The Community Practitioner



Volume 48 Number 4 
Fall 2015

The Community Practitioner

Edited by Olya Glantsman

The Launching of the Community Psychology Practice Council

In 1992, the 4th SCRA Biennial meeting in Williamsburg VA hosted Tom Wolff and David Chavis’ well attended community meeting titled “Ten Demandments for Action: Community Psychology’s Failed Commitment to Social Change.” The phrase "Ten Demandments" was 'borrowed’ from a group Black ministers in Boston who were calling for change. This meeting demanded that SCRA honor the word "Action" in its title. One of the attendees’ was Kelly Hazel who, when asked about the meeting noted: “I had been at the 4th biennial meeting where they presented [the ten demandments] and it stuck with me throughout my career.” Another attendee that deemed this meeting crucial was Greg Meissen: “This Town Hall Meeting was insightful and energizing as it validated the action in my work but what surprised me was the push-back of so many other academics who also practiced community psychology.”

Following the meeting, Tom Wolff and a 27 person international task force worked in designing and implementing a vision process at the 10th Biennial at the University of Illinois Champaign-Urbana in 2005. The title of the workshop was Creating a Vibrant Vision for Community Psychology's Next Forty Years (Wolff, T., Cheng, S. T., Hazel, K., & Schwer-Ca.). Cliff O'Donnell, SCRA President, supported this process and helped the revised SCRA vision and mission that emerged to be endorsed (See TCP Vol. 38(4), pp. 36-49).

The findings from this meeting further solidified the group’s commitment to addressing the concerns of SCRA’s practitioners. Greg, Kelly, Jessica Snell-Johns and Tom met on the last day of the Biennial and decided that although the Visioning was great, no group emerged to carry forward to Vision especially the prominent component of the practice of community psychology. Jessica, who was a student at that time, helped us hear from students who were feeling that their desire to be practitioners (rather than academics) was being met with disdain or just not supported by their mentors/advisors. The students also expressed concern about not getting the skills they thought they needed for practice. Finally, there was a concern about SCRA losing members who do "practice." At this time, the four decided to take action. They committed to a monthly conference call with each other and others who were interested in practice. During the first conference call in October 2005 they laid out a plan to recruit practitioners, practice oriented academics, and students to join them in a concerted effort to expand the support for Community Psychology practice and practitioners within the SCRA. By the January 2006 conference call, Bill Berkowitz, Vince Francisco, Adrienne Paine-Andrews, Marizaida Sanchez-Cesareo, David Chavis, David Julian and Raymond Scott had joined the group. One of the first tasks was to establish the vision and mission of the group.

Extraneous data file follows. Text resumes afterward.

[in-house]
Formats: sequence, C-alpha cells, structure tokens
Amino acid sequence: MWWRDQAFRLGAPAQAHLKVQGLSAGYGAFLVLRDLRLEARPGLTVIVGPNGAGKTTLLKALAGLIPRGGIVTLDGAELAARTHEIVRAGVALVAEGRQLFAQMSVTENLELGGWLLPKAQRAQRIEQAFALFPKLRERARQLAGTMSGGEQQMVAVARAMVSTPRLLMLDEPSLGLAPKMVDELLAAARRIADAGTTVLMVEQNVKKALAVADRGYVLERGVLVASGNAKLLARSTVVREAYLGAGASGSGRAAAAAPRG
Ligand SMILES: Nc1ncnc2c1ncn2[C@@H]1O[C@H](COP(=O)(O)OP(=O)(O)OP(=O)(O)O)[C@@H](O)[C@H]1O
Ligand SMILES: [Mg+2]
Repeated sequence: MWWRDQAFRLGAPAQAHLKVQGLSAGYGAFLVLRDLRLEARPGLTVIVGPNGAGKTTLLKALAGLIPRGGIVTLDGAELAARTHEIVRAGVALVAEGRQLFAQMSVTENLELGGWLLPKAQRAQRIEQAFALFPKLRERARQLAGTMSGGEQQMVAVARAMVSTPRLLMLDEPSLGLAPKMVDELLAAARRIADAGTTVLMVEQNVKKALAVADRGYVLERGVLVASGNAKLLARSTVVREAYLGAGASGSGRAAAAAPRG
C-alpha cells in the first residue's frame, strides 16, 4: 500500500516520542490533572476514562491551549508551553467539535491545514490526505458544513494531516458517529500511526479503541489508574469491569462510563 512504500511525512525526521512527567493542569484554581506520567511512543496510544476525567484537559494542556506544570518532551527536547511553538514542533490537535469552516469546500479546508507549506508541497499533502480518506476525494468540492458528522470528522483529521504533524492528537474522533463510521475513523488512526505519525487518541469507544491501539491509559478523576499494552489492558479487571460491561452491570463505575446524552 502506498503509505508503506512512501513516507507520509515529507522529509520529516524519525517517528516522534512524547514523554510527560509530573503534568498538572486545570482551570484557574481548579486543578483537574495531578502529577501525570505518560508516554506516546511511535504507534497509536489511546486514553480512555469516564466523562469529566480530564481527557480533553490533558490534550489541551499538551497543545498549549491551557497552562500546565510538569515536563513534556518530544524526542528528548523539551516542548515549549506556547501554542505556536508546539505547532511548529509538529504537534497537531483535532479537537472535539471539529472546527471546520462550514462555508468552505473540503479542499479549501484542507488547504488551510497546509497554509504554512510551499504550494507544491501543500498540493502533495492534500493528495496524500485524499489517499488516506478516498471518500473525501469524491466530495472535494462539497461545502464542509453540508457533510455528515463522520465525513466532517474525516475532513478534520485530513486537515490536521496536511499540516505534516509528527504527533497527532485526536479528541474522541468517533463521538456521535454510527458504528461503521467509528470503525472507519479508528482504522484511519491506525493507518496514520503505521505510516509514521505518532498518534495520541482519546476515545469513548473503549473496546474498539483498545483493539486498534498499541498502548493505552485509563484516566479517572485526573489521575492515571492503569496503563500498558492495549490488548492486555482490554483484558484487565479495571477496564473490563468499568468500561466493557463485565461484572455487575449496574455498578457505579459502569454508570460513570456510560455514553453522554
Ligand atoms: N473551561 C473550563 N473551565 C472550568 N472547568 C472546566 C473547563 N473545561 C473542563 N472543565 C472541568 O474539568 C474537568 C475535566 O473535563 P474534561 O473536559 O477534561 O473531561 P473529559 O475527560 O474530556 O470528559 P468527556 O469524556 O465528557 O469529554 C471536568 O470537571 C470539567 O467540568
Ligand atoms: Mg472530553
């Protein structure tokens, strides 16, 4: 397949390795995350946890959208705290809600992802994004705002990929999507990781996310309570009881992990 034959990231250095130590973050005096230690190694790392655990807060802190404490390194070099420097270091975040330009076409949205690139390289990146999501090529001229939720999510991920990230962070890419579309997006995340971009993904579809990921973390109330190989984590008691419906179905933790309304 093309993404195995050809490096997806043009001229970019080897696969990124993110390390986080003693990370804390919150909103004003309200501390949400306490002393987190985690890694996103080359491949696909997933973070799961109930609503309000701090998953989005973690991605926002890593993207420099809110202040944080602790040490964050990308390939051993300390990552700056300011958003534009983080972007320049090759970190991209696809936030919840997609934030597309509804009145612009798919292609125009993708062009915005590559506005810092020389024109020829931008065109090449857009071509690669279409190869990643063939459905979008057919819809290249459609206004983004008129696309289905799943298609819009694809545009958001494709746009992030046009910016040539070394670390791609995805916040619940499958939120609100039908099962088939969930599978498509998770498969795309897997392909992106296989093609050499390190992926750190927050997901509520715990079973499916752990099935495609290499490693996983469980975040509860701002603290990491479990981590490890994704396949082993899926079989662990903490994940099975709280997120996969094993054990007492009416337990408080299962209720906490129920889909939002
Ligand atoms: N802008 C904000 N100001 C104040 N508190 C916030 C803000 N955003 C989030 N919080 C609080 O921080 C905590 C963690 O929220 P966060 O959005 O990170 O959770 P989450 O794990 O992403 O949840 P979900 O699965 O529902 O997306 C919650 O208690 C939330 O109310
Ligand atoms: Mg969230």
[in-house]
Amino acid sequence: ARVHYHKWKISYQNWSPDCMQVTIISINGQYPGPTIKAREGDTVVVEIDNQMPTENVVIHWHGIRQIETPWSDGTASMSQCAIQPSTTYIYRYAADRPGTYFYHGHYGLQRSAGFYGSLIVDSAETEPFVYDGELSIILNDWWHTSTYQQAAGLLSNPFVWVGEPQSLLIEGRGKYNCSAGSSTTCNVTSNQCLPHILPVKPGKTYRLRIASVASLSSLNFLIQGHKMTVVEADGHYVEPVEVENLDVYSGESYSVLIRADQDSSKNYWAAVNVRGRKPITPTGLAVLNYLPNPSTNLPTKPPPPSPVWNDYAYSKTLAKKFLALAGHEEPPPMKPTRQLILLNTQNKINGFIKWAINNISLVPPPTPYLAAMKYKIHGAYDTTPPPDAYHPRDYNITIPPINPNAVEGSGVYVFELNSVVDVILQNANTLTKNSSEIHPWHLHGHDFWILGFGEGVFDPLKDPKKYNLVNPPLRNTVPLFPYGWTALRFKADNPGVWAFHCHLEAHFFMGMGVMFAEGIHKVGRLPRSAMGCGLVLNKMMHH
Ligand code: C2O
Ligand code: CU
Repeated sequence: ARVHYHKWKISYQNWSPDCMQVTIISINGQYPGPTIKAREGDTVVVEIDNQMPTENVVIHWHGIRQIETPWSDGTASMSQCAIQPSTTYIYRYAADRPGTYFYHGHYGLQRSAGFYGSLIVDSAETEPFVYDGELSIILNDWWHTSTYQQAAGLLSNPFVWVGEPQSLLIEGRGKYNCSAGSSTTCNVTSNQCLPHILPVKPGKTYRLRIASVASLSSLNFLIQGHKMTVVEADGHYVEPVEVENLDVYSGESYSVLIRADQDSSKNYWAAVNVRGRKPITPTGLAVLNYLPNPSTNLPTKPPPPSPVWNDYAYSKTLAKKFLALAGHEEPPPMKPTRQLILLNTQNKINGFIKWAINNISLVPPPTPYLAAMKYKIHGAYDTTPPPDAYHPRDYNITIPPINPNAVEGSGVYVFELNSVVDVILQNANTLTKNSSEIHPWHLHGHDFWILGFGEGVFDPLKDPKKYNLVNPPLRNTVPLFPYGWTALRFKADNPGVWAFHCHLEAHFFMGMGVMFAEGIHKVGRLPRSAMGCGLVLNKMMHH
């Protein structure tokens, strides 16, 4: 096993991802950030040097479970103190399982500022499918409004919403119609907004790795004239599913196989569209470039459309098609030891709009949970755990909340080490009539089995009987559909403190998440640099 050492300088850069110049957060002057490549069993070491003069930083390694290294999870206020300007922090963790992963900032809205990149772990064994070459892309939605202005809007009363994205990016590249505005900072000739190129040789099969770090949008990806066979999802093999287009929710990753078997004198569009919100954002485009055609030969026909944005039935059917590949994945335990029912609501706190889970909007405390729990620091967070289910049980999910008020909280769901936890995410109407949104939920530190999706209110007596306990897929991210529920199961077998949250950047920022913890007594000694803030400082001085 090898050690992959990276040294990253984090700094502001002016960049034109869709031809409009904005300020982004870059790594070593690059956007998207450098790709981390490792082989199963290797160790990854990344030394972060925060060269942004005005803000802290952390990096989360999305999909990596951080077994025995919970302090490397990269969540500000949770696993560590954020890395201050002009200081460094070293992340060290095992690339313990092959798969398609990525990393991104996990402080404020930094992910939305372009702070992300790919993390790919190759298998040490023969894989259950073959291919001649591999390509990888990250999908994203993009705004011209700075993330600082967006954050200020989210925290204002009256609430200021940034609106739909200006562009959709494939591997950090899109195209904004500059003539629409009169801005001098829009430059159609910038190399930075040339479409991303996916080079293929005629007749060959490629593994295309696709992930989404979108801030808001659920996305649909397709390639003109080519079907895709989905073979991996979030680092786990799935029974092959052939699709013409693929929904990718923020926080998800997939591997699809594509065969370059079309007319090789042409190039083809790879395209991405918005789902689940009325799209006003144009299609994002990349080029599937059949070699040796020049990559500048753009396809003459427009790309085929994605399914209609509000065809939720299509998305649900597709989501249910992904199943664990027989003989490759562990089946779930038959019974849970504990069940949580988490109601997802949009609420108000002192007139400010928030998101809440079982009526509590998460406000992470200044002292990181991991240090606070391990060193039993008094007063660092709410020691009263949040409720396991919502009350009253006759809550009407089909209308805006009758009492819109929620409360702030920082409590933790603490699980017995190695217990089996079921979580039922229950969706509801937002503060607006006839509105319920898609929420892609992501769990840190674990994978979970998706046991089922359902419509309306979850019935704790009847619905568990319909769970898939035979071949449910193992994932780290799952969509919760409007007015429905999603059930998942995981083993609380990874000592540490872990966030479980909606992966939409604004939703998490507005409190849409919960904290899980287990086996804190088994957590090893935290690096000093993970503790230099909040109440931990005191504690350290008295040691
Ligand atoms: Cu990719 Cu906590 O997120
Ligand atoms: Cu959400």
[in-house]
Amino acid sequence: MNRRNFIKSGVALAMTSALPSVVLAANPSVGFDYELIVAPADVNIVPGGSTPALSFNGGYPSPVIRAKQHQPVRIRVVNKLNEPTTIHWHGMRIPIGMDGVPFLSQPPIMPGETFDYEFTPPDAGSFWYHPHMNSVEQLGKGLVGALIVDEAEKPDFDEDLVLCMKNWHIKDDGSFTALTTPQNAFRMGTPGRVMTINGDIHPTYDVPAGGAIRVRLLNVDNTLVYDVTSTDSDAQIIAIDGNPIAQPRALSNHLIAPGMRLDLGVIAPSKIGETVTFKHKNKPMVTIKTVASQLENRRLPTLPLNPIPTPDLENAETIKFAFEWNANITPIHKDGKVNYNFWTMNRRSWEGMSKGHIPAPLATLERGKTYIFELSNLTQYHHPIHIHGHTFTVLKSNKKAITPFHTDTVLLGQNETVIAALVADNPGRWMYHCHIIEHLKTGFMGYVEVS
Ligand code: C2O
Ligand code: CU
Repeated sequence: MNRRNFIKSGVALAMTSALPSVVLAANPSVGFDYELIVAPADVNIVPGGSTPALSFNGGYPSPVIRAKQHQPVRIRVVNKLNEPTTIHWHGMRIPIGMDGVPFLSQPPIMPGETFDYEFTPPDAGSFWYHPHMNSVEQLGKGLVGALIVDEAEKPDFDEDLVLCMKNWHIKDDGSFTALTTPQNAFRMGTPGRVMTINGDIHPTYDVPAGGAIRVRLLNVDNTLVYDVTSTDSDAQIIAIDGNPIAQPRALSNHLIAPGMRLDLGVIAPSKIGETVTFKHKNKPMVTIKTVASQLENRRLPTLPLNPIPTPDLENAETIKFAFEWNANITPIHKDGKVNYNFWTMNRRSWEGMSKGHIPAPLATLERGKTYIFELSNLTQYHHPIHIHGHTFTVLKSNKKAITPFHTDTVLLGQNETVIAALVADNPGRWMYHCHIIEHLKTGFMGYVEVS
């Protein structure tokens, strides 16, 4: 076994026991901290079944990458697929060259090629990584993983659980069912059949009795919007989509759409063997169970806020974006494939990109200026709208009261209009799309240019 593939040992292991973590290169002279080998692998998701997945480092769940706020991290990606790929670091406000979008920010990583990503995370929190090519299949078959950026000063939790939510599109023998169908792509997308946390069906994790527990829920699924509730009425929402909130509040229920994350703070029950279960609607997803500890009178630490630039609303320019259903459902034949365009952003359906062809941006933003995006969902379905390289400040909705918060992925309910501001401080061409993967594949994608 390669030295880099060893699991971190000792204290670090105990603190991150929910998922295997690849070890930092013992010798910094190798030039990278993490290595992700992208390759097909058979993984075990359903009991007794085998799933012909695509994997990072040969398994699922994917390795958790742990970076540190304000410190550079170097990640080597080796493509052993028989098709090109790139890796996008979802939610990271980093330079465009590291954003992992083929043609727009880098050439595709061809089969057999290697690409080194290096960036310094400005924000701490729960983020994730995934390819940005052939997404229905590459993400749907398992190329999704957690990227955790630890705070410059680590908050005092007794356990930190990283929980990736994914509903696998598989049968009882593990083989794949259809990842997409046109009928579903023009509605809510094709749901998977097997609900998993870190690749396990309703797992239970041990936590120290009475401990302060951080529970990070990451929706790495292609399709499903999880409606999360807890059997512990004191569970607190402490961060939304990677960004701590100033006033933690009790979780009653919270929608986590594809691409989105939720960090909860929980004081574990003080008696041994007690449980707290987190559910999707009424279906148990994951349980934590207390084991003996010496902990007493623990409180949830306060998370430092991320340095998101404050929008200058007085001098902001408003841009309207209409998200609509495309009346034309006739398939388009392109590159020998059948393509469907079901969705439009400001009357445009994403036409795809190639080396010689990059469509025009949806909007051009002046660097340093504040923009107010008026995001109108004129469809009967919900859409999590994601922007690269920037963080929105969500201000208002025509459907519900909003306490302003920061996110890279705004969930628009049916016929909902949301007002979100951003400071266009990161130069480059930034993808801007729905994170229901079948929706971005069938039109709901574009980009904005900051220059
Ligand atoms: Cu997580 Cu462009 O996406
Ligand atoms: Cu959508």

Vision: To promote the visibility, connection and support for Community Psychology practice and Community Psychology practitioners.

Mission: To expand the visibility, reach and impact of community psychology practice through opportunities for connection, support and professional development through the SCRA, academic community research and action graduate programs, other professional organizations and communities (Jan. 20 minutes of Practice Group).

It was important for the group to get the word out about the new efforts being undertaken in support of community practice to the SCRA membership. Consequently, Kelly, Greg, Jessica, and Tom wrote a piece for The Community Psychologist and then solicited commentary (which was published with the article) from a number of prominent Community Psychologists and students.

Hazel, K., Meissen, G., Snell-Johns, J., & Wolff, T. (2006). Without practice, where art thou Community Psychology? The Community Psychologist, 39(2), 42-44. [Commentary, pp. 44-52]

Additional tasks included planning for “think tanks” on practice issues and a “Tool” poster session at the First International Conference on Community Research and Action in Puerto Rico and a pre-conference workshop, which would later be titled the First Ever Community Psychology Practice Summit, at the SCRA Biennial Conference in Pasadena, CA. in 2007.